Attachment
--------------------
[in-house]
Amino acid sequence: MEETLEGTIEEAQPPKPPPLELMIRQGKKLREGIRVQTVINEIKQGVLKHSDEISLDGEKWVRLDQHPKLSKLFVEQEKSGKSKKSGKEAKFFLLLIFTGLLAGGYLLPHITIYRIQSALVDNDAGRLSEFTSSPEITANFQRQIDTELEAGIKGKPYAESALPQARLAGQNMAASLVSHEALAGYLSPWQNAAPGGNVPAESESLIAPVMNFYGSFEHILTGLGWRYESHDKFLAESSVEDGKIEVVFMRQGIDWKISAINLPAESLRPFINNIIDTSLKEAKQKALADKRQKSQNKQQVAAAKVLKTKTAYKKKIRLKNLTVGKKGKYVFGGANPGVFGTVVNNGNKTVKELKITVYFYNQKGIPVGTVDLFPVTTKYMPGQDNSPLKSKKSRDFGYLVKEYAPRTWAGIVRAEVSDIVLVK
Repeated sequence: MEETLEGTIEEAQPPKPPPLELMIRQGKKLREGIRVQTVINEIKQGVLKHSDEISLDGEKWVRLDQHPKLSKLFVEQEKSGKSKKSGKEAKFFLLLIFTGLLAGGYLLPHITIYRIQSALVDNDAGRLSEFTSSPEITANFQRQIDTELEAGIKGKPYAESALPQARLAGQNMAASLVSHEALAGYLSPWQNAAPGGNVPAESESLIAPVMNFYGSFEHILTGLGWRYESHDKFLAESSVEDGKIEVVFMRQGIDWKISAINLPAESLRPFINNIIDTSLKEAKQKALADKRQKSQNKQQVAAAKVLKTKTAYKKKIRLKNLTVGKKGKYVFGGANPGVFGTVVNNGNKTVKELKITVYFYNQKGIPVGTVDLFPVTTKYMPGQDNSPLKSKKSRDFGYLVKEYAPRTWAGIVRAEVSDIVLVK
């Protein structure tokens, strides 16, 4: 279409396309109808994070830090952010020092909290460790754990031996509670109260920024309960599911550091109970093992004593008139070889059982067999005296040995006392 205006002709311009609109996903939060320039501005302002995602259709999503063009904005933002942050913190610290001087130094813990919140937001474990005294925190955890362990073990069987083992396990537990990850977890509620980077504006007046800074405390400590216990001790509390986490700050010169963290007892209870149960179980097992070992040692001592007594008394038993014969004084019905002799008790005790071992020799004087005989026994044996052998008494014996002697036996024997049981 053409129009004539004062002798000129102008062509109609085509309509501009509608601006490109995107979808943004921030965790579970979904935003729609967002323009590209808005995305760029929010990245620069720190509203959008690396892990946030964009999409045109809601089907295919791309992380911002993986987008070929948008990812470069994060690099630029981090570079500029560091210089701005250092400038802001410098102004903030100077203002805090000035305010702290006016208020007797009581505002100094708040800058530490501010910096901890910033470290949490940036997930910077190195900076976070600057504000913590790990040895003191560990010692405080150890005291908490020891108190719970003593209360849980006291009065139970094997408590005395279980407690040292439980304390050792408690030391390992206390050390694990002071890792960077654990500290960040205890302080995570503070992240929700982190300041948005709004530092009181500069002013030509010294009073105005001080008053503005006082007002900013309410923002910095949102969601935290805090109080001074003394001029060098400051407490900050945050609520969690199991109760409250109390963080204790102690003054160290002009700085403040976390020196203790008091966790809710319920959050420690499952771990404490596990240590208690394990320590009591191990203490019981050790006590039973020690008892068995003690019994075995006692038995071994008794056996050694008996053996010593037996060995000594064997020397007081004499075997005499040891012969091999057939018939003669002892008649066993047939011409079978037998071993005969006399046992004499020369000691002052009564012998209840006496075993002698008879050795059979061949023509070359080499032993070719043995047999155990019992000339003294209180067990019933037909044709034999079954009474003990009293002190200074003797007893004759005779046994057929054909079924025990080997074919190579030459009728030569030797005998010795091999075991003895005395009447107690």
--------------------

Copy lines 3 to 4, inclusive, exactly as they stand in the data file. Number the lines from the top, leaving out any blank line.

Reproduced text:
Repeated sequence: MEETLEGTIEEAQPPKPPPLELMIRQGKKLREGIRVQTVINEIKQGVLKHSDEISLDGEKWVRLDQHPKLSKLFVEQEKSGKSKKSGKEAKFFLLLIFTGLLAGGYLLPHITIYRIQSALVDNDAGRLSEFTSSPEITANFQRQIDTELEAGIKGKPYAESALPQARLAGQNMAASLVSHEALAGYLSPWQNAAPGGNVPAESESLIAPVMNFYGSFEHILTGLGWRYESHDKFLAESSVEDGKIEVVFMRQGIDWKISAINLPAESLRPFINNIIDTSLKEAKQKALADKRQKSQNKQQVAAAKVLKTKTAYKKKIRLKNLTVGKKGKYVFGGANPGVFGTVVNNGNKTVKELKITVYFYNQKGIPVGTVDLFPVTTKYMPGQDNSPLKSKKSRDFGYLVKEYAPRTWAGIVRAEVSDIVLVK
């Protein structure tokens, strides 16, 4: 279409396309109808994070830090952010020092909290460790754990031996509670109260920024309960599911550091109970093992004593008139070889059982067999005296040995006392 205006002709311009609109996903939060320039501005302002995602259709999503063009904005933002942050913190610290001087130094813990919140937001474990005294925190955890362990073990069987083992396990537990990850977890509620980077504006007046800074405390400590216990001790509390986490700050010169963290007892209870149960179980097992070992040692001592007594008394038993014969004084019905002799008790005790071992020799004087005989026994044996052998008494014996002697036996024997049981 053409129009004539004062002798000129102008062509109609085509309509501009509608601006490109995107979808943004921030965790579970979904935003729609967002323009590209808005995305760029929010990245620069720190509203959008690396892990946030964009999409045109809601089907295919791309992380911002993986987008070929948008990812470069994060690099630029981090570079500029560091210089701005250092400038802001410098102004903030100077203002805090000035305010702290006016208020007797009581505002100094708040800058530490501010910096901890910033470290949490940036997930910077190195900076976070600057504000913590790990040895003191560990010692405080150890005291908490020891108190719970003593209360849980006291009065139970094997408590005395279980407690040292439980304390050792408690030391390992206390050390694990002071890792960077654990500290960040205890302080995570503070992240929700982190300041948005709004530092009181500069002013030509010294009073105005001080008053503005006082007002900013309410923002910095949102969601935290805090109080001074003394001029060098400051407490900050945050609520969690199991109760409250109390963080204790102690003054160290002009700085403040976390020196203790008091966790809710319920959050420690499952771990404490596990240590208690394990320590009591191990203490019981050790006590039973020690008892068995003690019994075995006692038995071994008794056996050694008996053996010593037996060995000594064997020397007081004499075997005499040891012969091999057939018939003669002892008649066993047939011409079978037998071993005969006399046992004499020369000691002052009564012998209840006496075993002698008879050795059979061949023509070359080499032993070719043995047999155990019992000339003294209180067990019933037909044709034999079954009474003990009293002190200074003797007893004759005779046994057929054909079924025990080997074919190579030459009728030569030797005998010795091999075991003895005395009447107690």